No more chemo-related questions to answer: Tingling, numbness in fingertips and toes? Mouth sores? Any rash? Hives? Dizziness? Shortness of breath?

“It feels like small cushions under my toes,” I say. The nurse is nodding and ticking it off on her form. “Do you still feel the floor under your feet?” she asks. That would be the next stage, I assume. She doesn’t ask how do I feel with those padded toes, whether they make me feel insecure or anxious? It is a given that they do. Each question is a statement of what has happened or might change in my body. The body is rearranged and composed anew: This is how your future body will look and feel, disturbed and distorted by chemotherapy. The patient is supposed to familiarize her or himself with the drawbacks or losses, all for the greater good, the destruction of cancer cells. Like the proverbial frog put to boil in a pot with cold water getting gradually used to the heat until it is too late to jump out. With or despite chemo thirty percent of the cancer cells will stay in a patient’s body anyway. Who or what is taking care of the remaining thirty percent? My immune system, the very immune system that is damaged by chemotherapy. On and on the vicious circle churns in my mind.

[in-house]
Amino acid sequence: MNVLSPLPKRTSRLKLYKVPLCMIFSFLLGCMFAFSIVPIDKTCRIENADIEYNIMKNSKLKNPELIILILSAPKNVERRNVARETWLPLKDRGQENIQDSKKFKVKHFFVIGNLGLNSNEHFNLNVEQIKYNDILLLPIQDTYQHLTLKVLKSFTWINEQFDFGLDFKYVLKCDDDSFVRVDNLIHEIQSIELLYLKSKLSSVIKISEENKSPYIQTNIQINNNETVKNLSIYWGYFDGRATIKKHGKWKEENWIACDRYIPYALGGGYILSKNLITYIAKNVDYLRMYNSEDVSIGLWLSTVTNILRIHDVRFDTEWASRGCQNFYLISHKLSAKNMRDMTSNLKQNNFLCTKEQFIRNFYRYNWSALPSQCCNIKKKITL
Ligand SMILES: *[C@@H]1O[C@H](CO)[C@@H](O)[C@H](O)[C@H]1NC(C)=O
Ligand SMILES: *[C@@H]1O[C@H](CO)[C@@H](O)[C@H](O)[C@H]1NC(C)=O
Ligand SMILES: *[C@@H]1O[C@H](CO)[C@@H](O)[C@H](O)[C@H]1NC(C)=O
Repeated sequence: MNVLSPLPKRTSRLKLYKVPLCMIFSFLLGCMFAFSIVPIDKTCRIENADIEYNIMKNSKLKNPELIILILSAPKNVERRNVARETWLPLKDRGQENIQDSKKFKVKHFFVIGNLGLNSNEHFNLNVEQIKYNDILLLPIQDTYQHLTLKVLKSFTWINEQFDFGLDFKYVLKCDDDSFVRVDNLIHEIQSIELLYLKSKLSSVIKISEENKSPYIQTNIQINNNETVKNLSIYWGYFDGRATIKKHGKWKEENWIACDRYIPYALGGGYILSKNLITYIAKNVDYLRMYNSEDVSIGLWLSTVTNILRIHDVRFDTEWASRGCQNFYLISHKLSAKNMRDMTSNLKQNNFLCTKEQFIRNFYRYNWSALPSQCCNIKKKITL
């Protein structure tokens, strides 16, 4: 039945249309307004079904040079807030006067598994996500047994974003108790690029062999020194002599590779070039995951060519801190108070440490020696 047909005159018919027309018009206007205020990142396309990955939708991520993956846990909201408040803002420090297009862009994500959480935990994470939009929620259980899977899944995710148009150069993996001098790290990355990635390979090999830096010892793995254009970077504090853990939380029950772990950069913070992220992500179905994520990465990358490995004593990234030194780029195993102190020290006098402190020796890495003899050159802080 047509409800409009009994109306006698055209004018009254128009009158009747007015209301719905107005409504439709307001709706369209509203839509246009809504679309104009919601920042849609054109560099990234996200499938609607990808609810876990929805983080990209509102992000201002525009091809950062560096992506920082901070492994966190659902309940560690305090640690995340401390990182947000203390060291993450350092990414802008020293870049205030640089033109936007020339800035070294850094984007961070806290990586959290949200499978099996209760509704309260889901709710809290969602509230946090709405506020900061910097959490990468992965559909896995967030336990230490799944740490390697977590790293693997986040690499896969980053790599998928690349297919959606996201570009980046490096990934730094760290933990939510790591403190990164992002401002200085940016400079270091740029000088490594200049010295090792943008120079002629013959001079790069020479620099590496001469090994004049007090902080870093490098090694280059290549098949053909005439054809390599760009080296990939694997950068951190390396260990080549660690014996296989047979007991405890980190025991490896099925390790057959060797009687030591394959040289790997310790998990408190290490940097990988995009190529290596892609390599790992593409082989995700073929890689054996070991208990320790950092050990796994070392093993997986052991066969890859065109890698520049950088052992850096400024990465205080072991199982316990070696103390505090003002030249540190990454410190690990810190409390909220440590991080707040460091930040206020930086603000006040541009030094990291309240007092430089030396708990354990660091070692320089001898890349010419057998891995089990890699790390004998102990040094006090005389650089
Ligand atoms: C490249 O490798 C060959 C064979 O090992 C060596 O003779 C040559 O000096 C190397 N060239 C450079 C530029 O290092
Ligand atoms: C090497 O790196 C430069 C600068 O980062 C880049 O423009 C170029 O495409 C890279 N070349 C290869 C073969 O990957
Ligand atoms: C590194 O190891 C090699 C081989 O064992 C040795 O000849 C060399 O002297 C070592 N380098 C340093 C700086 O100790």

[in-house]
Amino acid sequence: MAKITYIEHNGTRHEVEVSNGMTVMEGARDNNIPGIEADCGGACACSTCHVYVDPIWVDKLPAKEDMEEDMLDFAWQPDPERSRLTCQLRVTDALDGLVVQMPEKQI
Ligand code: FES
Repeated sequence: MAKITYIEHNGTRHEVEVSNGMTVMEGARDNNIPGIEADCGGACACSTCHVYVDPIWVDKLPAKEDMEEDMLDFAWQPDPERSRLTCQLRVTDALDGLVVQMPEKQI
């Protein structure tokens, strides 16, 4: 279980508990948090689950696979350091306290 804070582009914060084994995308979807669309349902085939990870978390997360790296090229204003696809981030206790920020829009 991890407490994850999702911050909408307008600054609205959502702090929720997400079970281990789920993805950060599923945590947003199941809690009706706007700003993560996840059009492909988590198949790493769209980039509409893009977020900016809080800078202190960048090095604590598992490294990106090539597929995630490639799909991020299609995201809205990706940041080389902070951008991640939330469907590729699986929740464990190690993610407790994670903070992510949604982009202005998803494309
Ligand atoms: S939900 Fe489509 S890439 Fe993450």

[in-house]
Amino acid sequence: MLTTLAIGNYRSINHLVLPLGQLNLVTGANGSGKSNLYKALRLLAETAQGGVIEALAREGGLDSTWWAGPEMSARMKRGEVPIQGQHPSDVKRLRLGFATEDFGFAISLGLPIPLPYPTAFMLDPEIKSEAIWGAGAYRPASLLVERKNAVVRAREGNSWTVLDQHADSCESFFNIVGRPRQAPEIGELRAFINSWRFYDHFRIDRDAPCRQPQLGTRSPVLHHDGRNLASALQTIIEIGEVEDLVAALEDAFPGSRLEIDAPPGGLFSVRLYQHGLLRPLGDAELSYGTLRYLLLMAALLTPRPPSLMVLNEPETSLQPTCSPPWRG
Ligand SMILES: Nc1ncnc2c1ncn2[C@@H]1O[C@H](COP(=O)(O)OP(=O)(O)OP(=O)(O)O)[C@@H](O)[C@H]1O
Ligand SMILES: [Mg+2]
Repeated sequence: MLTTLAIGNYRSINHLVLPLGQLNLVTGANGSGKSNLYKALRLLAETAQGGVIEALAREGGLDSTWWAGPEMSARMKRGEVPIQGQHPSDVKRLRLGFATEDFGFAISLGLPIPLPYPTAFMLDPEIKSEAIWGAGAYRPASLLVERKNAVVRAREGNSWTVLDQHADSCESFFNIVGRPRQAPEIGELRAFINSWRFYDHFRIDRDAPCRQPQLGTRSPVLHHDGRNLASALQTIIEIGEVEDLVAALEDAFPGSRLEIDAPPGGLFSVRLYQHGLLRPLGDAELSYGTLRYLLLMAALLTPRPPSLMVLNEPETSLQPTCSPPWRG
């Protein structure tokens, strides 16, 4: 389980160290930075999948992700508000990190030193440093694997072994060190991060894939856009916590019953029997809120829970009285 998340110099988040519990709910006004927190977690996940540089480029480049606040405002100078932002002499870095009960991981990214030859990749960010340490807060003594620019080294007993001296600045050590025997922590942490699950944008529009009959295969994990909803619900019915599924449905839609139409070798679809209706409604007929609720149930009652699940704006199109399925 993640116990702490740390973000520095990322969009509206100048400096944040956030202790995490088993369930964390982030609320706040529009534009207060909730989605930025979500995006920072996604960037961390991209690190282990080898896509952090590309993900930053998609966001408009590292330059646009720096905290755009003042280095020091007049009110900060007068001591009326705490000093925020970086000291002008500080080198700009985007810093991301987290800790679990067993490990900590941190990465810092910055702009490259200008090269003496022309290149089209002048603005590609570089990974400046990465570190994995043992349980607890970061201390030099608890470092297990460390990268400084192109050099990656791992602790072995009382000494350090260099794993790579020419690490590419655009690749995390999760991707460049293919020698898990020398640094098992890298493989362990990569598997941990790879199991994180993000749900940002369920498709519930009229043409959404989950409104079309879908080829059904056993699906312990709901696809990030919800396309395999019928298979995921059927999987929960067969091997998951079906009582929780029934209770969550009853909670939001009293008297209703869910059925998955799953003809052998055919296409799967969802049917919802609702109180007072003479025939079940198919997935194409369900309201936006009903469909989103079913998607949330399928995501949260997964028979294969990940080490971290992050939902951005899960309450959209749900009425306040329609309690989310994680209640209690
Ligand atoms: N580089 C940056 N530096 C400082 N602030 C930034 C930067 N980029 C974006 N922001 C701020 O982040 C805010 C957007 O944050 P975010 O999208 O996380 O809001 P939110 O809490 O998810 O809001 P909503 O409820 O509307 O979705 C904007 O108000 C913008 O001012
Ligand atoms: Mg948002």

With friends we share stories of fever, cuts, infections, accidents, fractures. Even vomiting or diarrhea are the stuff of dramatic and comic accounts. Trouble the teeth can give us offers great storytelling; everybody can chime in. The routine of treatment after chemo treatment is difficult to communicate. It is a downer. It is not a riveting story to share with friends. No sharing, more isolation.